Is Toronto Burning? 1977/1978/1979 Three Years in the Making and Unmaking of the Toronto Art Community


Strike out there to the Art Gallery of York University this fall and witness an exhibition of radical remembering. Welcome to the Toronto art community of 1977/1978/1979 and its politics re-staged in Is Toronto Burning?

Remember radicalism? A time when the Toronto art scene was in formationand destruction? Think back to the visionary period of 1977/1978/1979, when artists re-invented political art and sometimes engaged the whole resources and profile of institutions as ideological vehicles for their program of revolutionary politics. When there were no models and anything was possible: even alignment with the radical politics of the knee-capping Red Brigades; even the invention of the idea of an art community as a fictional creation!

It was a political period. Beyond the art politics, art itself was politicized in its contents and context. Arts political dimension was continually polemically posedor posturedby artists in these years. Beyond politics, posturing, in fact, was a constant presence as the community invented itself. One could say Toronto was on fire!

AGYU takes you on a journey through this period rich in invention of new forms of art with our fall exhibition Is Toronto Burning? 1977/1978/1979 Three Years in the Making and Unmaking of the Toronto Art Community, opening on Wednesday September 17, 6-9 pm. Following along the trail-blazing path of Philip Monks wildly successful, strategic, and serial Toronto history shows, Is Toronto Burning? features the artists and collectives Susan Britton, David Buchan, Colin Campbell, Elizabeth Chitty, Carole Cond and Karl Beveridge, Judith Doyle, General Idea, Isobel Harry, Ross McLaren, Missing Associates Peter Dudar & Lily Eng, Clive Robertson, Tom Sherman, and Rodney Werden alongside archival documents, with a room devoted to the Centre for Experimental Art and Communication CEAC. The raging glory of Is Toronto Burning?... continues until December 7, 2014, when its flame is extinguished so that its impact lives on.


Art History isn't only an easy A in high school and first-year university it can change your life! Get on the AGYUs Performance Bus to learn How To Use Art History to Your Advantage: Find Love, Earn Millions, and Cure Cancer with Toronto artist Peter Kingstone. On Wednesday, 17 September, en route to the opening reception of Is Toronto Burning?..., Peter gives riders a primer on how to view the exhibition and on how to use the work in the show to profound mind-altering ends, and progressive new beginnings. The free Performance Bus departs OCADU 100 McCaul Street at 6 pm SHARP and returns downtown at 9 pm.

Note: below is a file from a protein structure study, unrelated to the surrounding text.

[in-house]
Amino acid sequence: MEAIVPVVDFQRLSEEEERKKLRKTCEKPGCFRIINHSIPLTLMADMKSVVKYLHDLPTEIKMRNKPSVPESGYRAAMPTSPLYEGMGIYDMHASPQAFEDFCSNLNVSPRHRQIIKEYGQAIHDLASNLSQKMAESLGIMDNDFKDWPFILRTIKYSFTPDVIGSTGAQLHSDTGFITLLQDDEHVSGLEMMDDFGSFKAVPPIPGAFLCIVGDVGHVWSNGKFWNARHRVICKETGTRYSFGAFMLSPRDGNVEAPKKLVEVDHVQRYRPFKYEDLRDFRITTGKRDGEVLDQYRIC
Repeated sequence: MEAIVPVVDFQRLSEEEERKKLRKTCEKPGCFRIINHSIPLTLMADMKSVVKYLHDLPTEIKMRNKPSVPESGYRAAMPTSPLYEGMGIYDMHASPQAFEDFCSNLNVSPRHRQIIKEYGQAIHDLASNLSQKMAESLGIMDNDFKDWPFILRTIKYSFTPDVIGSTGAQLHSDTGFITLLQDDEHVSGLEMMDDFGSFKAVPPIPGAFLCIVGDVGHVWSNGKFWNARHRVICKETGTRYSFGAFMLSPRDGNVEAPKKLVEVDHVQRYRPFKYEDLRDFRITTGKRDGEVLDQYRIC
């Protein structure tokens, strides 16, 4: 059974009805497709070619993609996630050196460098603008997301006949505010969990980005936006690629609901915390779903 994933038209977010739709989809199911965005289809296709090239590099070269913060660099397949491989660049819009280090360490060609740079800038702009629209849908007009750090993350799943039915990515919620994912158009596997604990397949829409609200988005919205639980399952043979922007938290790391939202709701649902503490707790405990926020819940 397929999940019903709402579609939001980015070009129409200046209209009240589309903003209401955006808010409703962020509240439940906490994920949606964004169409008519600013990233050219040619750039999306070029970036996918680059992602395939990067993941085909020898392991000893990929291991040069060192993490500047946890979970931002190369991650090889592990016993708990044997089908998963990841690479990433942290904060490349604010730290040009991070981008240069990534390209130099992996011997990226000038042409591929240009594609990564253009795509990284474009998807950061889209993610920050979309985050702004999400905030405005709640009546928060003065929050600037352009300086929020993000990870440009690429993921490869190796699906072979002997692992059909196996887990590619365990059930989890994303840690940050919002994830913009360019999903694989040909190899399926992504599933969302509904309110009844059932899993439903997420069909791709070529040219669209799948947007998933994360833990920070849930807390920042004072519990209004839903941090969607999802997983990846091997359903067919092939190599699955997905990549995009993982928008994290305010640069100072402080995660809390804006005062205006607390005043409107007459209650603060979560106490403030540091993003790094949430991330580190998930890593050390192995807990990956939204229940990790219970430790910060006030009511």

In October, AGYU kicks off the Creative Campaigning: Performance as Resistance series that strives to activate participation campus-wide on sociopolitical issues, educational concerns, and the promotion of equality. Led by Los Angeles artist Heather Cassils, the commissioned action, The Human Printing Press, is implemented in collaboration with a diverse range of student advocacy groups and associations represented by the York Federation of Students YFS and intended to further articulate their vision and needs on campus.


On November 12 at 1 pm, AGYU hosts CEAC: Radical Experiment or Exercise in Self-Destruction: An Afternoon of Panel Discussions. Join the original protagonists of the CEAC experimentDiane Boadway, Ron Giii, Bruce Eves, Lily Eng, Peter Dudar, and John Faichneyalong with Mike Hoolboom, Philip Monk, and Dot Tuer for a series of panel discussions on the forgotten history of and renewed interest in the Centre for Experimental Art and Communication.

TAKE ACTION! See the latest statistics on the economic status of Canadian artists, here:

The Art Gallery of York University is a university-affiliated public non-profit contemporary art gallery supported by York University, The Canada Council for the Arts, the Ontario Arts Council, the City of Toronto through the Toronto Arts Council, and our membership.

The AGYU is located in the Accolade East Building, 4700 Keele Street, Toronto. Gallery hours are: Monday to Friday, 10 am4 pm; Wednesday, 10am8 pm; Sunday from noon5 pm; and closed Saturday.


TTC: Take the subway to either Downsview or Sheppard station. Take the new and improved 196 York University Express bus direct to York University Keele Campus.

Driving: due to subway construction yes it is coming, enter York Universitys Keele Campus via The Pond Road. Parking is available in the Student Services parking garage, the first building to your right. The Accolade East building is directly north-west of the parking garage.

AGYU: Out There lighting a fire for the art community


Image Credit: Isobel Harry, Fashion Burn at the Crash n Burn, June 1977.

Is Toronto Burning? 1977/1978/1979 Three Years in the Making and Unmaking of the Toronto Art Community

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